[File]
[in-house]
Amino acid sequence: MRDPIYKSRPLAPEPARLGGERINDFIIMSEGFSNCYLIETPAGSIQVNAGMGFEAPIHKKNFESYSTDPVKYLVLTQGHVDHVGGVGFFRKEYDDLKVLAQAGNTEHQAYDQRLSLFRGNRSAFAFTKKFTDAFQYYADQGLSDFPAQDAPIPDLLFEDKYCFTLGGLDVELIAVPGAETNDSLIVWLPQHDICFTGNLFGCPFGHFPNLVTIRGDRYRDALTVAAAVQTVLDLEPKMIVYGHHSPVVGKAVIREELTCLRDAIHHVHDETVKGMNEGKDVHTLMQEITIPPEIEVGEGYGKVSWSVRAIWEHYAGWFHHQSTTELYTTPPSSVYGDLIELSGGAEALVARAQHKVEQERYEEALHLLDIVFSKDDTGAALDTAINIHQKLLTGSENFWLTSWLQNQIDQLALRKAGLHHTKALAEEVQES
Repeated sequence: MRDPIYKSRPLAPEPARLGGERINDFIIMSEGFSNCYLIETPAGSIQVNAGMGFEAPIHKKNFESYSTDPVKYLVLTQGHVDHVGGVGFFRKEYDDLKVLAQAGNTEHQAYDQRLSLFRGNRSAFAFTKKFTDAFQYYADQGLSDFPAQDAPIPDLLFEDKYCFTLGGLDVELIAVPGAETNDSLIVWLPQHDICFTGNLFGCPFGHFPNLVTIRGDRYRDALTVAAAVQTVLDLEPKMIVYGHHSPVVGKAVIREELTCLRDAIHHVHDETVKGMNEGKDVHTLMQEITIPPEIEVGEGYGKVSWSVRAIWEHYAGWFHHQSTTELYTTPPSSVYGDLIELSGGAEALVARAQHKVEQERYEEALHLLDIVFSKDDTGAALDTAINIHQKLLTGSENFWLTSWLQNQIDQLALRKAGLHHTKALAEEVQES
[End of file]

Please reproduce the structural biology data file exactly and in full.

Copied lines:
[in-house]
Amino acid sequence: MRDPIYKSRPLAPEPARLGGERINDFIIMSEGFSNCYLIETPAGSIQVNAGMGFEAPIHKKNFESYSTDPVKYLVLTQGHVDHVGGVGFFRKEYDDLKVLAQAGNTEHQAYDQRLSLFRGNRSAFAFTKKFTDAFQYYADQGLSDFPAQDAPIPDLLFEDKYCFTLGGLDVELIAVPGAETNDSLIVWLPQHDICFTGNLFGCPFGHFPNLVTIRGDRYRDALTVAAAVQTVLDLEPKMIVYGHHSPVVGKAVIREELTCLRDAIHHVHDETVKGMNEGKDVHTLMQEITIPPEIEVGEGYGKVSWSVRAIWEHYAGWFHHQSTTELYTTPPSSVYGDLIELSGGAEALVARAQHKVEQERYEEALHLLDIVFSKDDTGAALDTAINIHQKLLTGSENFWLTSWLQNQIDQLALRKAGLHHTKALAEEVQES
Repeated sequence: MRDPIYKSRPLAPEPARLGGERINDFIIMSEGFSNCYLIETPAGSIQVNAGMGFEAPIHKKNFESYSTDPVKYLVLTQGHVDHVGGVGFFRKEYDDLKVLAQAGNTEHQAYDQRLSLFRGNRSAFAFTKKFTDAFQYYADQGLSDFPAQDAPIPDLLFEDKYCFTLGGLDVELIAVPGAETNDSLIVWLPQHDICFTGNLFGCPFGHFPNLVTIRGDRYRDALTVAAAVQTVLDLEPKMIVYGHHSPVVGKAVIREELTCLRDAIHHVHDETVKGMNEGKDVHTLMQEITIPPEIEVGEGYGKVSWSVRAIWEHYAGWFHHQSTTELYTTPPSSVYGDLIELSGGAEALVARAQHKVEQERYEEALHLLDIVFSKDDTGAALDTAINIHQKLLTGSENFWLTSWLQNQIDQLALRKAGLHHTKALAEEVQES